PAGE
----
The upfront investment can be high, but experts estimate that the cost of converting a commercial fleet of trucks to alternative fuel can be recouped in a couple of years

by: TRIBUNE PHOTO: JOHN VINCENT - A puff of propane is released as Park, Shuttle 'n Fly driver David Martin finishes refueling a propane Autogas-powered shuttle bus at the102nd and Prescott  Blue Star Gas facility. The small amount of propane released dissipates quickly into the air.President Barack Obama has ordered new standards set on the efficiency and environmental impact of commercial vehicles on the American road.

Just one segment of the commercial market — long-haul trucks — represents just 4 percent of the vehicles on the road, but consumes 20 percent of the petroleum used in transportation. Vehicle for vehicle, commercial trucks generate a disproportionate amount of pollution as well.

Portland-area garbage hauler Heiberg Garbage is currently converting its 20-vehicle fleet to compressed natural gas-powered trucks. The initial cost is about $25,000 more per truck over an equivalent diesel-powered vehicle, plus $190,000 to install a private fueling station, according to owner Bruce Heiberg. The payback comes from natural gas prices that are about 50 percent lower than diesel costs, and are projected to be more stable into the future. Add to that that the trucks are much quieter, with no diesel smell and Hieberg sees a long-term win, “Cleaner exhaust benefits everybody.”

Add to that the multitude of buses, delivery vans, and work-related vehicles constantly in use, and the opportunities for significant alternative fuel impact become apparent.

“You can deploy 1,000 Nissan Leafs” to the general public “and you're not going to move the needle,” according to Darren Engle of Blue Star Gas. “Put alternative fuel vehicles in fleets and you will. Dollar for dollar, we displace the largest amount of gasoline and diesel.”

Two Portland companies are leading the way with vehicles that consume some of the cleanest fuels available today. Blue Star Gas distributes propane Autogas at its growing northwest network of publicly available fueling stations, and converts fleets of vehicles to run on the fuel. Swan Island-based Daimler Trucks North America is researching and testing long-haul trucks that run on compressed or liquefied natural gas.

These gaseous fuels are like the Rodney Dangerfield of alternative energy. They are not well known by the general public, but they're a vitally important component in the quest for energy independence and reduced greenhouse gases.

Many think alternative fuel means electric cars, clean diesels or hybrids like the Toyota Prius. But when businesses think green for their fleets, an increasing number are choosing propane Autogas or natural gas. For them, being green must not only be good for the environment, it must be good for the bottom line.

Although vehicles that run on gaseous fuels cost more initially, fuel cost savings that exceeds $1.50 per diesel gallon equivalent leads to a rapid return on investment. Light duty propane-powered vehicles can cost from $6,000 to $15,000 more than a gasoline-powered truck, but the payback from reduced fuel and maintenance costs recovers the initial investment in just a couple of years of commercial service.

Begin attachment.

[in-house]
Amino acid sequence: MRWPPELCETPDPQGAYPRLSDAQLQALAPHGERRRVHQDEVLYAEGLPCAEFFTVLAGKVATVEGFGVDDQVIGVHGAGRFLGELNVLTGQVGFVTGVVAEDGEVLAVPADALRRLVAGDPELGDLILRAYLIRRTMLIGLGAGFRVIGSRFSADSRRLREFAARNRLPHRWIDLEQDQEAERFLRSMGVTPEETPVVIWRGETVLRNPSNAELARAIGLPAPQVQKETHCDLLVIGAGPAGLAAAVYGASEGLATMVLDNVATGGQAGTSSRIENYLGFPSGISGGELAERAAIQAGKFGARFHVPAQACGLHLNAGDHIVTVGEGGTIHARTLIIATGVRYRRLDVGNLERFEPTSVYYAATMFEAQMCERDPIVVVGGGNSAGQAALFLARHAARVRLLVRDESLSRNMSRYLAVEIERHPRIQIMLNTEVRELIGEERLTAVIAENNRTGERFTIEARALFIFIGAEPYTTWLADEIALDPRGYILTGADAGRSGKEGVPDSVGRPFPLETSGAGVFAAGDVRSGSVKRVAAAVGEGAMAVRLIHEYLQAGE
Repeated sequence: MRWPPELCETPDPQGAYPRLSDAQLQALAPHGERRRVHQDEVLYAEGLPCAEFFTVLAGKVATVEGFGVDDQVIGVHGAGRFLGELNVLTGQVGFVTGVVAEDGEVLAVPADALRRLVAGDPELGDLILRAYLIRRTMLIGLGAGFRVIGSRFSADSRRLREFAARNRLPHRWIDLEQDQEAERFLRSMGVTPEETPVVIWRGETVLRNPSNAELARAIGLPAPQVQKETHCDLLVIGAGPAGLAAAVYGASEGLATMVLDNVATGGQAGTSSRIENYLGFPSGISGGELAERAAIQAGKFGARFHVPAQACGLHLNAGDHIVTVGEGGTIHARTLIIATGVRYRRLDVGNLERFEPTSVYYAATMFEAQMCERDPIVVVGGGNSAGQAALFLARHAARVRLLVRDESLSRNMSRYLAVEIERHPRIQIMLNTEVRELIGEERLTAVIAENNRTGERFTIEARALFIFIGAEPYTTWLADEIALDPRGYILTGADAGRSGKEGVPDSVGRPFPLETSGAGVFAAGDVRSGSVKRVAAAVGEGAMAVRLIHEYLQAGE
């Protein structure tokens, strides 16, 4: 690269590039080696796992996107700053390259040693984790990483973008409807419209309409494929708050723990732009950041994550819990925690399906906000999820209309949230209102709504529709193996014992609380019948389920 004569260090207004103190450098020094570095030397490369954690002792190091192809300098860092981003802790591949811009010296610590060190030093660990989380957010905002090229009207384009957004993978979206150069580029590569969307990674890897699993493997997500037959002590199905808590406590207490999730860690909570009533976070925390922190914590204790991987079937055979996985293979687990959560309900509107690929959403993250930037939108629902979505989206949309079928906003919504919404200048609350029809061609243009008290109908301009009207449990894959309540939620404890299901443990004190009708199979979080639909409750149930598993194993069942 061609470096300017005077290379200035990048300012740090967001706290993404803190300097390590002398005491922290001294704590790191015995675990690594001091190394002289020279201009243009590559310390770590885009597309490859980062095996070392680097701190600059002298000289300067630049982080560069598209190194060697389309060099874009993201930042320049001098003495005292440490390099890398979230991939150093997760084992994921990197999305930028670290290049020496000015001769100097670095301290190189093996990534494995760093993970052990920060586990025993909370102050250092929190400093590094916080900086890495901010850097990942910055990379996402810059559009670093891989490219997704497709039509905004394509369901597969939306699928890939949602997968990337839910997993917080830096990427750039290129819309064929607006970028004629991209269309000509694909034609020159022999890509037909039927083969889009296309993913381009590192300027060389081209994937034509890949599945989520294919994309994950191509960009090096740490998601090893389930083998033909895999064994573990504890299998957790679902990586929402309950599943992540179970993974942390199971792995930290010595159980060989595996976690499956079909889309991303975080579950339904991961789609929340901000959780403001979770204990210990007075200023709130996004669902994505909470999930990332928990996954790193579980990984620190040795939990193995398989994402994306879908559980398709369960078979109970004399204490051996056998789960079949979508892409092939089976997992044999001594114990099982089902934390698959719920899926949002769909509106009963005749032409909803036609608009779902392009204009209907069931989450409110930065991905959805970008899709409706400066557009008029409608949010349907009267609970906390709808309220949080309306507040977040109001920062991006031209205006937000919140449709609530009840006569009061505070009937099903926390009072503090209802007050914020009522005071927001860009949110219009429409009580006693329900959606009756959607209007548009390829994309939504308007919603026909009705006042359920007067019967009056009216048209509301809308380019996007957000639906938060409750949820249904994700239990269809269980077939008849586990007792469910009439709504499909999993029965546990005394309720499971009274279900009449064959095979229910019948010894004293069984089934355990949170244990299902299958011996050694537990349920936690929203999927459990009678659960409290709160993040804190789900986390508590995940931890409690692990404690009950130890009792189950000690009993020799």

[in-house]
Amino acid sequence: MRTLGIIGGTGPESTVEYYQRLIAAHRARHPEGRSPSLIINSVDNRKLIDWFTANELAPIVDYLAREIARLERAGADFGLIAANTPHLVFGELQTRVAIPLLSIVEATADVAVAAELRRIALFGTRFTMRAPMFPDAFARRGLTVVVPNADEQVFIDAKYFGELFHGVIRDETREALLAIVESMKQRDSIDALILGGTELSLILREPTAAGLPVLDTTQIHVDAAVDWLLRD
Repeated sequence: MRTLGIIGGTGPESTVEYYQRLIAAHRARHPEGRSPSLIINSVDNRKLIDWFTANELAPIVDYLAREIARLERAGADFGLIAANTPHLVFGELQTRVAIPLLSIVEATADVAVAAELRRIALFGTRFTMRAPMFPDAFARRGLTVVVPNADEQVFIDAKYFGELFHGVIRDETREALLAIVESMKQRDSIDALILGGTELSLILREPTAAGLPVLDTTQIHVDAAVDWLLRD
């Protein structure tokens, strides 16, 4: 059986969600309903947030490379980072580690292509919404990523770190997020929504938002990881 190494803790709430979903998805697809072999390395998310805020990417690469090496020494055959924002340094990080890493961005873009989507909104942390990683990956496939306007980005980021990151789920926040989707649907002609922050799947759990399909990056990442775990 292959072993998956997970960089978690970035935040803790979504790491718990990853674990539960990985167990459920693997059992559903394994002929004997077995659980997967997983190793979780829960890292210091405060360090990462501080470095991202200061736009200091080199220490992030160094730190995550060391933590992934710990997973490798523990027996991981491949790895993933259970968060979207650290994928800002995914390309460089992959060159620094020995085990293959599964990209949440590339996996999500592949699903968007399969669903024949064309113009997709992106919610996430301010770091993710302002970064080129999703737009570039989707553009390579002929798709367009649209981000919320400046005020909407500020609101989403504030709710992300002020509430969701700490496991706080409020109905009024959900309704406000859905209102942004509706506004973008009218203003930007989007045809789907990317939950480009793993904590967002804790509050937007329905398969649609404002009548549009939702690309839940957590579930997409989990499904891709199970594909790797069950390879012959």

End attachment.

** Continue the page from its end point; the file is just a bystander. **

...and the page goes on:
The price premium on medium and long-haul trucks that run on compressed natural gas or liquefied natural gas can approach $50,000, but the fuel cost savings balances the expense within four years, according to Daimler. Most trucks in the class have a 10-year lifespan, so the overall savings can be enormous.

Compared with petroleum-based fuels, the price of gaseous fuels is more stable, and it's all produced in North America. While natural gas vehicles typically don’t get the mileage of diesel-powered trucks, the lower fuel cost more than makes up the difference. Propane-powered vehicles have performance characteristics similar to traditional gasoline vehicles.

Propane Autogas is a low-carbon by-product of the production of natural gas or liquid petroleum. The fuel burns cleaner than gasoline or diesel, producing a lower quantity of greenhouse gases and other harmful emissions. While it has been used as a transportation fuel for nearly 100 years, most fueling stations have been operated by companies for the exclusive use of their own fleets.

Blue Star Gas is out to change that model. They operate a publicly accessible fueling station at NE 102nd and Prescott and plan to add another near the airport in the coming months. More will follow in the Portland area as more businesses adopt the fuel.

Daimler Trucks North America is at the forefront of the development of natural gas powered long-haul trucks. At their Swan Island headquarters, a full-time development team works on designing, engineering and testing the technology, which is integrated into Freightliner vehicles built in North Carolina.

Most in the industry agree that there’s no one technology that fits all applications. Battery electric vehicles work well for route-based light duty vehicles, while high-tech clean diesel technology is greatly increasing efficiency in the heart of the long-haul truck market. “The capabilities of each have their sweet spot.” according to Daimler alternative fuels product manager Brian Daniels.

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